Former finance minister Carole Taylor shows her green budget shoes the day before introducing B.C.’s carbon tax, February 2008. (Tom Fletcher/Black Press)

B.C. VIEWS: Canada’s carbon tax house of cards is falling down

Revealed as just another sales tax, it’s doomed in B.C. and nationally

If you filled up at the Shell station on Sumas Way in Abbotsford last week, you paid $1.38 per litre of regular gasoline. The Husky station on Quadra Street in Victoria was charging $1.44, the same price as in 100 Mile House, and a penny a litre more than in Cranbrook.

In Langley, Surrey and other locations within the Metro Vancouver transit tax area, prices were as high as $1.47. That’s drifting towards the all-time North American record set in Metro Vancouver this past April, where $1.62 per litre beat the record set in Los Angeles in 2008.

April 1 was the date of the latest increase in B.C.’s carbon tax on fuels, already the highest in Canada. It now sits at $35 per tonne of carbon dioxide emissions. That’s about 8.5 cents per litre of gasoline or 10 cents for diesel, once you add the GST that is charged on top of it in the Canadian tradition. To fill up a full-sized pickup truck, it’s an extra $10 or so for carbon tax.

When then-premier Gordon Campbell introduced the B.C. carbon tax in 2008, I argued in favour of it. It promotes more efficient vehicles, higher-density communities with more walking and cycling that our couch-potato culture desperately needs, and most significantly, it was “revenue neutral.”

What that meant was that personal and business income taxes were reduced to return carbon tax revenue, along with low-income and rural rebates. Campbell’s government even mailed everyone a nice cheque to help the medicine go down.

A few hard lessons have been learned since those early days of “fighting climate change” through taxation. The first is that it hasn’t worked.

B.C.’s greenhouse gas emissions went down for a couple of years due to a destructive global recession that among other things, forced Canadian and U.S. governments to briefly nationalize auto companies. Emissions have been rising since, and will continue unless the B.C. economy hits another wall.

Revenue neutrality has also gone the way of the Edsel. Premier John Horgan scrapped that, claiming to divert revenues towards vaguely defined efficiency projects. One is new transit lines in Surrey and Vancouver, announced by the previous federal government in 2015 and re-announced last week by Horgan and Prime Minister Justin Trudeau.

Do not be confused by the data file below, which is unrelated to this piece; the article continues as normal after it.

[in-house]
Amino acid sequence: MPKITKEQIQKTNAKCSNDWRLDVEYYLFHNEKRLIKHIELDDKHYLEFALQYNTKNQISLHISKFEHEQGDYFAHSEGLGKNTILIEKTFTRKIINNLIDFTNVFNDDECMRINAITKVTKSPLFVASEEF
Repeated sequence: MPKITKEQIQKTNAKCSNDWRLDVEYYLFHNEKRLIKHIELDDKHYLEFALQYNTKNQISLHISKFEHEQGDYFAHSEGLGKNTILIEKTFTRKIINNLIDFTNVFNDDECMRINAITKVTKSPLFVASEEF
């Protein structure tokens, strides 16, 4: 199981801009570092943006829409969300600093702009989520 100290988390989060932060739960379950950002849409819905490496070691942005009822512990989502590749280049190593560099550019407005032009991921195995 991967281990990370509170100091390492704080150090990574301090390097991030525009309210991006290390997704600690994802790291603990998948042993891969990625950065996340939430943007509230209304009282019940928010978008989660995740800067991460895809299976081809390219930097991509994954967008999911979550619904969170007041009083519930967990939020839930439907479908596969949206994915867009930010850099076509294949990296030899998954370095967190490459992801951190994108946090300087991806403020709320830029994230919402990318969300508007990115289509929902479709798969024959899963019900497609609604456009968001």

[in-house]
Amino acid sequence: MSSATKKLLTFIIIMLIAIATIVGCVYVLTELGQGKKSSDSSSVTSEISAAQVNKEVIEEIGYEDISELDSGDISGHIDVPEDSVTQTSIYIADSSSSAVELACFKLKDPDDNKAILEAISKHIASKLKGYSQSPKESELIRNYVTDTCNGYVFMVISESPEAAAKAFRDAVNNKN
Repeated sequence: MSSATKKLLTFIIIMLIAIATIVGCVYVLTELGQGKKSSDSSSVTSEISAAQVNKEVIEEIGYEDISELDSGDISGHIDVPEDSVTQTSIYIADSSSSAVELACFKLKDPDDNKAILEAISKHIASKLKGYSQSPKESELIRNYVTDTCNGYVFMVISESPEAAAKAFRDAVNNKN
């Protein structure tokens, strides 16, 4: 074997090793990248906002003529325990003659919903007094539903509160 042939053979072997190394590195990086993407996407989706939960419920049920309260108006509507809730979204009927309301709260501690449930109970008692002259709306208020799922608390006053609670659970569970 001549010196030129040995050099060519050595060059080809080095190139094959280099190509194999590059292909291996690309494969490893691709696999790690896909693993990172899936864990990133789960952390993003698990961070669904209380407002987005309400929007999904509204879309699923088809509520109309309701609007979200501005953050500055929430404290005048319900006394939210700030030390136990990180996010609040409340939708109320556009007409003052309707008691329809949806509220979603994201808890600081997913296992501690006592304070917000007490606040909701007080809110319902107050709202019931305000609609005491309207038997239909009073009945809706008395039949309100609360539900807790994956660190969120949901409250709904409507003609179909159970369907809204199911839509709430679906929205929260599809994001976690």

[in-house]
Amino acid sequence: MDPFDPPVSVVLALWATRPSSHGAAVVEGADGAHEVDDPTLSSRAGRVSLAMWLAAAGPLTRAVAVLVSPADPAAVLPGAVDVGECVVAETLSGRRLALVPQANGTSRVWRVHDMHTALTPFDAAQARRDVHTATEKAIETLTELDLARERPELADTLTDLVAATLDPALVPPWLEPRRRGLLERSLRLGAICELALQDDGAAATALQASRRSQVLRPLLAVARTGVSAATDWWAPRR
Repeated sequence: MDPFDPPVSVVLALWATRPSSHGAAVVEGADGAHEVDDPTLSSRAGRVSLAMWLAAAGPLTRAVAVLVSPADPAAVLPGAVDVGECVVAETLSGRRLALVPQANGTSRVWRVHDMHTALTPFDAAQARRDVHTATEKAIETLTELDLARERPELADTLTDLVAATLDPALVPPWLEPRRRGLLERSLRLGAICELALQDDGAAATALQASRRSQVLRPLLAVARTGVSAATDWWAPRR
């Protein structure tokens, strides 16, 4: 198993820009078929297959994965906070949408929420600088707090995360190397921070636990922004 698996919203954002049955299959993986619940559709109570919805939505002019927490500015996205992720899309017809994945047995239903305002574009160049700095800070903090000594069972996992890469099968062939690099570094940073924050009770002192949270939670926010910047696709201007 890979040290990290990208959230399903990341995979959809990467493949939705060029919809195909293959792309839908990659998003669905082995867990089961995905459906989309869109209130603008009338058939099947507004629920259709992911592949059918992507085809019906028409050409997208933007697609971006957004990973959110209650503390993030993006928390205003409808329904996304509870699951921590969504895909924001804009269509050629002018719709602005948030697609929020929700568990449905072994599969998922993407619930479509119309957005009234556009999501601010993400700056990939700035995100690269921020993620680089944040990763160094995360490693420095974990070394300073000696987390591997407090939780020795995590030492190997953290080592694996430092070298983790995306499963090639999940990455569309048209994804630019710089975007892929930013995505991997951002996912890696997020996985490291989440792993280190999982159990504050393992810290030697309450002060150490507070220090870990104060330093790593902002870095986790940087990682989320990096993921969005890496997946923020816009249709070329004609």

Another sham: in May, the B.C. government announced $1.5 million to help my alma mater Langara College “reduce its carbon footprint.” The money is to replace worn-out ventilation fans. That’s right, old electric motors that run on carbon-free hydro power are replaced with new ones. If you believe that’s “fighting climate change,” I’ve got some toxic, overpriced fluorescent light bulbs you might like.

B.C.’s carbon tax is now just another sales tax, on top of the PST. Same goes for Alberta, where Premier Rachel Notley angrily announced that she’s pulling out of Trudeau’s national carbon tax over the Trans Mountain pipeline mess.

Trudeau’s edict would bring the rest of the country up to B.C.’s tax level and beyond, to $50 a tonne. But it will be “revenue neutral” to Ottawa, meaning the money will go back to provinces even if Ottawa collects it for them.

“See you in court,” said Saskatchewan, since joined by Doug Ford’s Ontario, and likely other provinces.

The notion that British Columbia, and for that matter Canada, can alter planetary weather with deceptive tax measures, while the U.S., China, India, Australia and others bow out, is not just sick. It’s dying.

Tom Fletcher is B.C. legislature reporter and columnist for Black Press. Email: [email protected]


@tomfletcherbc
[email protected]

Like us on Facebook and follow us on Twitter.

Just Posted

Unintentionally trapped cougar safely released near Williams Lake

Conservation officers tranquilized and transported it a short distance before watching it walk away

Local basketball star Annika Parr selected as alternate for Team BC’s U14 squad

Parr is excited about the possibility of playing in Halifax

Snowfall warning continues for parts of B.C.’s Interior

First significant snowfall of the season prompts Environment Canada warning

Hagensborg Water District ratepayers vote to dissolve district

In a close vote of 68 to 63, ratepayers have chosen to dissolve the water district

Bella Coola residents rely on food bank support

Your volunteers at the food bank work year-round, but are especially busy at Christmas

‘Not a decision I came to lightly:’ Scheer to resign as Conservative leader

Decision comes after weeks of Conservative infighting following the October election

B.C. SPCA seizes dogs chained up outside among scrap metal, garbage

Shepherd-breed dogs were living in ‘deplorable conditions.’

B.C. plane crash victim identified; witnesses describe ‘explosion’

He was a flight instructor, charter pilot and owned an airstrip before leaving Alberta

BC Hydro offers tips as collisions with power poles increase

Region with the largest spike in collisions was the Lower Mainland at 16 per cent

Canadian airline passengers to be eligible for $1,000 in compensation for delayed flights

Passengers can also receive compensation for overbooking, lost luggage and other inconveniences

RCMP must bury three sex mannequins found in Manning Park

Police tasked with ensuring the mannequins were completely disposed of

B.C. seniors need better vaccine protection, advocate says

Home support down, day programs up in annual rating

RCMP rescue wounded raven on Vancouver Island highway

Bird expected to make full recovery

Most Read